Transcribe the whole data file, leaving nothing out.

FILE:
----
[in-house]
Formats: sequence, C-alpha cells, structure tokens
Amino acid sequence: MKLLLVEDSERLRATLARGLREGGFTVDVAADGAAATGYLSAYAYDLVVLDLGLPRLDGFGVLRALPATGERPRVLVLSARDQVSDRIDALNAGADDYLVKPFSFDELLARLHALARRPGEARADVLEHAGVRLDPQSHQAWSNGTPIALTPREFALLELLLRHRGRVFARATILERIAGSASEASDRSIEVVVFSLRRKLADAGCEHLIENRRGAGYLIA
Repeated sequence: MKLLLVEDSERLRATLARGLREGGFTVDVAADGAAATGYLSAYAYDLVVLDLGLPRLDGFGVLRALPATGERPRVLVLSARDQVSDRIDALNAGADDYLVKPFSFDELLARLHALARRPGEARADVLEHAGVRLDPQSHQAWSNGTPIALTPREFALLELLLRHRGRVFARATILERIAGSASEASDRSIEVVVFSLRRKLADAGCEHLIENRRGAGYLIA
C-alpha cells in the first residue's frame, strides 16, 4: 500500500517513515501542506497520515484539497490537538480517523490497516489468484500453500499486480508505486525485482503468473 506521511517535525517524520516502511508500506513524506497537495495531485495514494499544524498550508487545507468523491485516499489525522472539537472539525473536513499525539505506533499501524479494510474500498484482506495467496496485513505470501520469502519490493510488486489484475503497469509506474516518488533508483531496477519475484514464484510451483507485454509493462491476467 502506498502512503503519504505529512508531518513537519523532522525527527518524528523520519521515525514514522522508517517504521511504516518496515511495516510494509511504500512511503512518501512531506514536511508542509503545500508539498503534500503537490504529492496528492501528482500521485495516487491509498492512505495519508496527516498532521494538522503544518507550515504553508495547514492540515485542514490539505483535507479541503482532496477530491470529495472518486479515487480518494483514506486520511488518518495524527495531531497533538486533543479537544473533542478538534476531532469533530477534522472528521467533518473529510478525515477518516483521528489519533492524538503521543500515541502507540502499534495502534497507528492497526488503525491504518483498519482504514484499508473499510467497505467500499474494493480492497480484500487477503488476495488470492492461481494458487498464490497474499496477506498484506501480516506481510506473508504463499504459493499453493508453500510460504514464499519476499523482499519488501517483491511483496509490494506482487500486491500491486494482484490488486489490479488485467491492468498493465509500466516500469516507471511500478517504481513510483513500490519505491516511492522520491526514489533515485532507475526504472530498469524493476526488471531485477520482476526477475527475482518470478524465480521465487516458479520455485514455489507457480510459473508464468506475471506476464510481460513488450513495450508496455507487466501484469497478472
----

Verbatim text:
[in-house]
Formats: sequence, C-alpha cells, structure tokens
Amino acid sequence: MKLLLVEDSERLRATLARGLREGGFTVDVAADGAAATGYLSAYAYDLVVLDLGLPRLDGFGVLRALPATGERPRVLVLSARDQVSDRIDALNAGADDYLVKPFSFDELLARLHALARRPGEARADVLEHAGVRLDPQSHQAWSNGTPIALTPREFALLELLLRHRGRVFARATILERIAGSASEASDRSIEVVVFSLRRKLADAGCEHLIENRRGAGYLIA
Repeated sequence: MKLLLVEDSERLRATLARGLREGGFTVDVAADGAAATGYLSAYAYDLVVLDLGLPRLDGFGVLRALPATGERPRVLVLSARDQVSDRIDALNAGADDYLVKPFSFDELLARLHALARRPGEARADVLEHAGVRLDPQSHQAWSNGTPIALTPREFALLELLLRHRGRVFARATILERIAGSASEASDRSIEVVVFSLRRKLADAGCEHLIENRRGAGYLIA
C-alpha cells in the first residue's frame, strides 16, 4: 500500500517513515501542506497520515484539497490537538480517523490497516489468484500453500499486480508505486525485482503468473 506521511517535525517524520516502511508500506513524506497537495495531485495514494499544524498550508487545507468523491485516499489525522472539537472539525473536513499525539505506533499501524479494510474500498484482506495467496496485513505470501520469502519490493510488486489484475503497469509506474516518488533508483531496477519475484514464484510451483507485454509493462491476467 502506498502512503503519504505529512508531518513537519523532522525527527518524528523520519521515525514514522522508517517504521511504516518496515511495516510494509511504500512511503512518501512531506514536511508542509503545500508539498503534500503537490504529492496528492501528482500521485495516487491509498492512505495519508496527516498532521494538522503544518507550515504553508495547514492540515485542514490539505483535507479541503482532496477530491470529495472518486479515487480518494483514506486520511488518518495524527495531531497533538486533543479537544473533542478538534476531532469533530477534522472528521467533518473529510478525515477518516483521528489519533492524538503521543500515541502507540502499534495502534497507528492497526488503525491504518483498519482504514484499508473499510467497505467500499474494493480492497480484500487477503488476495488470492492461481494458487498464490497474499496477506498484506501480516506481510506473508504463499504459493499453493508453500510460504514464499519476499523482499519488501517483491511483496509490494506482487500486491500491486494482484490488486489490479488485467491492468498493465509500466516500469516507471511500478517504481513510483513500490519505491516511492522520491526514489533515485532507475526504472530498469524493476526488471531485477520482476526477475527475482518470478524465480521465487516458479520455485514455489507457480510459473508464468506475471506476464510481460513488450513495450508496455507487466501484469497478472